By Bob D’Ambrosio
It’s the foundation for doing ministry. And when it’s broken, it’s hard to rebuild.
Trust is the critical component for healthy and effective ministry teams. “An environment of trust, especially when it comes from the leadership level, permeates all parts of an organization and allows every individual to flourish,” reports business strategist David Horsager in his research study The 2017 Trust Outlook: A look at the landscape and impact of trust from the boardroom to the living room.
Do these corporate principles transfer to the church world? Totally.
Horsager suggests eight pillars for building (or rebuilding) trust with the people you lead. Is your leadership defined by these attributes?
Clarity. People trust leaders who provide clear communication. Whether it’s vision for a new ministry, program goals, or an article in the church newsletter—make it clear.
Compassion. It’s why everyone likes Mother Teresa. You don’t have to be a saint to show people you care.
Character. Do what’s right, not what’s easy. This may be a deal breaker if you don’t show your team biblical integrity in the process.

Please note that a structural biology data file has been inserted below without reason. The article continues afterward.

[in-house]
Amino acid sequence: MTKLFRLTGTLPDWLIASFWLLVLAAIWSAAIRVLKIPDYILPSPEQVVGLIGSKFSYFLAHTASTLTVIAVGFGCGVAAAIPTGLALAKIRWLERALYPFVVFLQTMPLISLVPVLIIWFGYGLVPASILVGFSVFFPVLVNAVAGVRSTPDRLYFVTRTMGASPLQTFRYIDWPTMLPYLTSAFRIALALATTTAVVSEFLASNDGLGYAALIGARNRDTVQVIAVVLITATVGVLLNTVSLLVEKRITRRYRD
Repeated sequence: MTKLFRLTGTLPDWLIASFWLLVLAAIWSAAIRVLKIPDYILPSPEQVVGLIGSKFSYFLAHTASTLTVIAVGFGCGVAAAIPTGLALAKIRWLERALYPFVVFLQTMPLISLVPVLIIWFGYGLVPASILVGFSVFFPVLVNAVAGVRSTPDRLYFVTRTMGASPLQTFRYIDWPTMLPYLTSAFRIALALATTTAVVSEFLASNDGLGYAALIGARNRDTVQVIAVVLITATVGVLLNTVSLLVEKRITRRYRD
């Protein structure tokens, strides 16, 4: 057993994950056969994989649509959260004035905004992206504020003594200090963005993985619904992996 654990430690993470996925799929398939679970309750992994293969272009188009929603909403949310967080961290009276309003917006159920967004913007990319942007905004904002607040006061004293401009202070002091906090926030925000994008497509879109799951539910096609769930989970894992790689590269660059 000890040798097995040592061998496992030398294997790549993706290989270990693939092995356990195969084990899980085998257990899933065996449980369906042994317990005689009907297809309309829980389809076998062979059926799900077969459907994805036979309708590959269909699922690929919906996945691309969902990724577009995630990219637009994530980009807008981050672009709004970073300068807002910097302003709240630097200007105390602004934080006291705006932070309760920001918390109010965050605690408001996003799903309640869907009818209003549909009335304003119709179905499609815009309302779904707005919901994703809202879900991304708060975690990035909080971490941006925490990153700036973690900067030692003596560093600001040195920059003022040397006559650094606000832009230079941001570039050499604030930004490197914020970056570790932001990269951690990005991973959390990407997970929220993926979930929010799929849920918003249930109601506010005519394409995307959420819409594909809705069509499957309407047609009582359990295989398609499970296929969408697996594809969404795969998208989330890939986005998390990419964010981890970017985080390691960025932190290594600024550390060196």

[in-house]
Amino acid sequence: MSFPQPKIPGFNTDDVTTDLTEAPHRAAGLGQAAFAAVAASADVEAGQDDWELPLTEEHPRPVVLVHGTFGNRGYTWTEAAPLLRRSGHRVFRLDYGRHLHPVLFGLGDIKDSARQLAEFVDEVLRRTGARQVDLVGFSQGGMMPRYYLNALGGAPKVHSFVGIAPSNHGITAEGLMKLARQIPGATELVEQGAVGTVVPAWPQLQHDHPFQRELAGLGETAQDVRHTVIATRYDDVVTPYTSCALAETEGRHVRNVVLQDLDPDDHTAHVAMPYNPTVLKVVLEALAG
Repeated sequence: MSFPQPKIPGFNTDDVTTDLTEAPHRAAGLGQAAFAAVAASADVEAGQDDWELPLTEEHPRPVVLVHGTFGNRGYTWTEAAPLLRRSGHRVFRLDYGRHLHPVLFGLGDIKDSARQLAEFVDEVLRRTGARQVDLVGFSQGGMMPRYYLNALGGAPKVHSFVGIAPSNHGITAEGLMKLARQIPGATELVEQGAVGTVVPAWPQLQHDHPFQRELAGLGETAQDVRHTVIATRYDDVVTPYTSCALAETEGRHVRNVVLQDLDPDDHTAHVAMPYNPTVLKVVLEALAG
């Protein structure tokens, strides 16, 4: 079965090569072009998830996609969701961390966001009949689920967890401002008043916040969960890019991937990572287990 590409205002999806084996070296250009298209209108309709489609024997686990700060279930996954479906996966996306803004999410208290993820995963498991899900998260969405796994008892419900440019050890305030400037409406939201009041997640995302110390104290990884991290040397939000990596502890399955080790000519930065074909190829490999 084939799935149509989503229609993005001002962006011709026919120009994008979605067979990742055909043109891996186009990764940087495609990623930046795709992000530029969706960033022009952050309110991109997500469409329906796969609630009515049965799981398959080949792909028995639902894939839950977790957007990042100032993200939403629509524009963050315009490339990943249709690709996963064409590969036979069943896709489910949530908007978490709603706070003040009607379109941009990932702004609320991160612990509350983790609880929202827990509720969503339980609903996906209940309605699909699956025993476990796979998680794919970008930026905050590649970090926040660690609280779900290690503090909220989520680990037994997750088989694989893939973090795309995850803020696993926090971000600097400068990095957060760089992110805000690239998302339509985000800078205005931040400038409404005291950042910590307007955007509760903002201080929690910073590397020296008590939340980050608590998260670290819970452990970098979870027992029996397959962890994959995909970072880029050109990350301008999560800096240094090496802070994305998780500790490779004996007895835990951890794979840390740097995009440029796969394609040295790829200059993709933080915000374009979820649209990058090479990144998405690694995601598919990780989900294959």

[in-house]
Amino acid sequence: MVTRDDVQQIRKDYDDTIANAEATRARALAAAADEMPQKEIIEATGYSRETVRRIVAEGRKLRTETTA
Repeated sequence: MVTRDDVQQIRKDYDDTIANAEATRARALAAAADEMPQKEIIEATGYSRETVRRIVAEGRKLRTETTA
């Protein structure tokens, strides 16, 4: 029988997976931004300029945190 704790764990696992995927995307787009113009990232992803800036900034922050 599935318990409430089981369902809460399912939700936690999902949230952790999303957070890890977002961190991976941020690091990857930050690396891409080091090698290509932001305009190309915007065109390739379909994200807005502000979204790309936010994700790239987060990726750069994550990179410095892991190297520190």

Competency. You don’t have to be an expert in everything, but make sure you stay on top of your primary ministry focus. People tend to trust those who they know can do the job.
Contribution. People want to trust that you’ll get the job done. And done right. Don’t settle for less than your best.
Commitment. The best way to build trust is to keep your commitments. The strongest leaders in church history demonstrated an unwillingness to give in when things were tough, and so they were able to unite others in support of their mission.
Connection. It’s all about relationships. Connect with those you lead—as friends. Just as Jesus calls us “friends of God.” Team members will walk away from a task sooner than they’ll abandon a relationship.
Consistency. It’s why we trust fast-food chains. We get the same burgers in Tokyo as in Nebraska. Leadership consistency lets people know you’re dependable—so they’ll depend on you.
Ask your team members which of these trust-builders you demonstrate most often, and which ones need improvement. Your commitment to trust-building will model this value and create strong ministry teams.